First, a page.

Scotland, Ireland and Wales along with England were all integral parts of the UK with full representation in the UK government. The four nations each benefited from the Union, for the most part anyway. And so with the exception of Ireland, there has never been a majority in any of the four in favour of independence. (that may change soon though.)
Canada, Australia, New Zealand and others were possessions of the UK. They didn't not have representation in the UK government. Instead they had their own system of government headed by a Governed General who represented the Queen. They were, to a great extent, independent from the UK on many matters already prior to official independence. These territories had developed to a level where they could look after their own without the British to assist and so more extensive independence was beneficial to them and freed the British of the costs of maintaining garrisons in far flung corners of the globe. Particularly after WWII when the British were rather strapped for cash.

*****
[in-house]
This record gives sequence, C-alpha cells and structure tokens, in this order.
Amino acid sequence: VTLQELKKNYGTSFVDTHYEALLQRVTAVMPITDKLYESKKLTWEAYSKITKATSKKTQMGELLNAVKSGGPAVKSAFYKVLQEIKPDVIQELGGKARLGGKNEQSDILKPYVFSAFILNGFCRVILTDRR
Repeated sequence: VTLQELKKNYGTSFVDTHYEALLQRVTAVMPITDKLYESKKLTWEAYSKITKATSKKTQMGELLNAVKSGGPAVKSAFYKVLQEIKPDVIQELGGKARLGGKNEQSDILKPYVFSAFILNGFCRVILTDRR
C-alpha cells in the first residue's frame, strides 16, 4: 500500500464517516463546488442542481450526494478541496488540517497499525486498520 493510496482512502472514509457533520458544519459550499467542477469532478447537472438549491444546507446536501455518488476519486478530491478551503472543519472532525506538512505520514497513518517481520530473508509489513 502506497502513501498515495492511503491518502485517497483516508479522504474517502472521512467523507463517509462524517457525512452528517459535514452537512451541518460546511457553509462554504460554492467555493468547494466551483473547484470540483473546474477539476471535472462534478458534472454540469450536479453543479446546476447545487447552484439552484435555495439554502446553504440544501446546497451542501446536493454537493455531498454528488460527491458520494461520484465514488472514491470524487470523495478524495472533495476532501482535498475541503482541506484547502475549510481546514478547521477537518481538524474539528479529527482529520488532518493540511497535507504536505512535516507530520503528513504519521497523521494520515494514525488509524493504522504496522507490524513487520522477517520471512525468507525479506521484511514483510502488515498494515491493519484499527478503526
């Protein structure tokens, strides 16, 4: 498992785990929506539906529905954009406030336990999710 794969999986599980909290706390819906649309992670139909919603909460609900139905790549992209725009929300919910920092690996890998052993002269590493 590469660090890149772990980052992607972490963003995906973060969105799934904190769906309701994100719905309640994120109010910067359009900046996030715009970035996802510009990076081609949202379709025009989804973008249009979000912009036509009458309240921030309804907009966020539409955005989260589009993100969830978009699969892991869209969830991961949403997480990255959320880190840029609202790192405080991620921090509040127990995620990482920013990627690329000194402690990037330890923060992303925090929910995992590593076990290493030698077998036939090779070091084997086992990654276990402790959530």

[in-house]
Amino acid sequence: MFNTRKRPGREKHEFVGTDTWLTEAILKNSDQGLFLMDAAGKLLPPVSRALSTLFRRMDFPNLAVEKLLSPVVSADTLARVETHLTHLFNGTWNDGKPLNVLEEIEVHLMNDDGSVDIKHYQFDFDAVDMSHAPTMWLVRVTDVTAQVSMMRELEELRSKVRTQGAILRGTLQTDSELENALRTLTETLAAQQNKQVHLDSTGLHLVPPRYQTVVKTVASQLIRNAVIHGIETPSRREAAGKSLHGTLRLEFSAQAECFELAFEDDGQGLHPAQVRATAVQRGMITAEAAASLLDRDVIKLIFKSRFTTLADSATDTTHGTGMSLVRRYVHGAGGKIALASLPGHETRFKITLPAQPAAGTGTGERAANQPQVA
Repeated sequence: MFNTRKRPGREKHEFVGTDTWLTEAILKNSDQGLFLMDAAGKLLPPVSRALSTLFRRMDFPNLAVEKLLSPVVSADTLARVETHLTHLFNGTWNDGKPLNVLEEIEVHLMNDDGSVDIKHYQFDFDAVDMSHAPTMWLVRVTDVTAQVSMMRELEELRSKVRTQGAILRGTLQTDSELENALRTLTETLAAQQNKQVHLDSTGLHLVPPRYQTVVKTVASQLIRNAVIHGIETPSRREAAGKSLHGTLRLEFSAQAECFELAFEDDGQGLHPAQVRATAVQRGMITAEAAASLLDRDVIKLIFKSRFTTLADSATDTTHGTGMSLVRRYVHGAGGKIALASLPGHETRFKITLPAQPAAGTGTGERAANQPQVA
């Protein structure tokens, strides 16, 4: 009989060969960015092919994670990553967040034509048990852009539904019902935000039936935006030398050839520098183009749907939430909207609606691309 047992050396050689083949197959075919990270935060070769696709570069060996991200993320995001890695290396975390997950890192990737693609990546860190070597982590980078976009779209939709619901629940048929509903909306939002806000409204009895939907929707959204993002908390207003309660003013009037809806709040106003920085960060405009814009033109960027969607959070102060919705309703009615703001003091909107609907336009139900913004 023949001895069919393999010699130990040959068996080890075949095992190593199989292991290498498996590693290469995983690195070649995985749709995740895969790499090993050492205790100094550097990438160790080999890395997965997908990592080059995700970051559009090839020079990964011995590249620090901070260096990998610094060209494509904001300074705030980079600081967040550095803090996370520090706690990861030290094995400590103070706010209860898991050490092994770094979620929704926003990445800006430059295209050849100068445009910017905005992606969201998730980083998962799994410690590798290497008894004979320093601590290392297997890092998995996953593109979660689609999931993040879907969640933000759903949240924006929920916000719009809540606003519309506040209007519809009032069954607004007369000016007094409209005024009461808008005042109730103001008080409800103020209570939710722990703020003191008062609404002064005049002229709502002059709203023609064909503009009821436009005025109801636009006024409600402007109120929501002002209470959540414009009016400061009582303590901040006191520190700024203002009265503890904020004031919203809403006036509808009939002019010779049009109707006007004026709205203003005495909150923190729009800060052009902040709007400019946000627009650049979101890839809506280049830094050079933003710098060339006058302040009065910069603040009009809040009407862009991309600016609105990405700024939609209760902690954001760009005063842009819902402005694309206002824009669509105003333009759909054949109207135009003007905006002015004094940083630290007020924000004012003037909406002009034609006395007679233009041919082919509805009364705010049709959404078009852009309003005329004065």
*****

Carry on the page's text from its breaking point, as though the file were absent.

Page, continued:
In addition, post WWII there, the anti-colonial movements were gaining ground and allot of political pressure was placed on the British government to make states independent of them empire (wither they wanted it or not). This anti-colonialism applied to Ireland too as it was seen as a colony, but did not apply to Wales and Scotland, and certainly not the England, as they were, as I said before, integral parts of the UK and closely bonded together with a single government.
Canada, Australia and New Zealand are however still lightly connected to the UK through the British Commonwealth. All the Commonwealth nations share the same Queen as head of state and they each still have a Governor General who represents the Queen in those countries.
Conversely, Ireland left the Commonwealth shortly after gaining independence and so is today completely independent.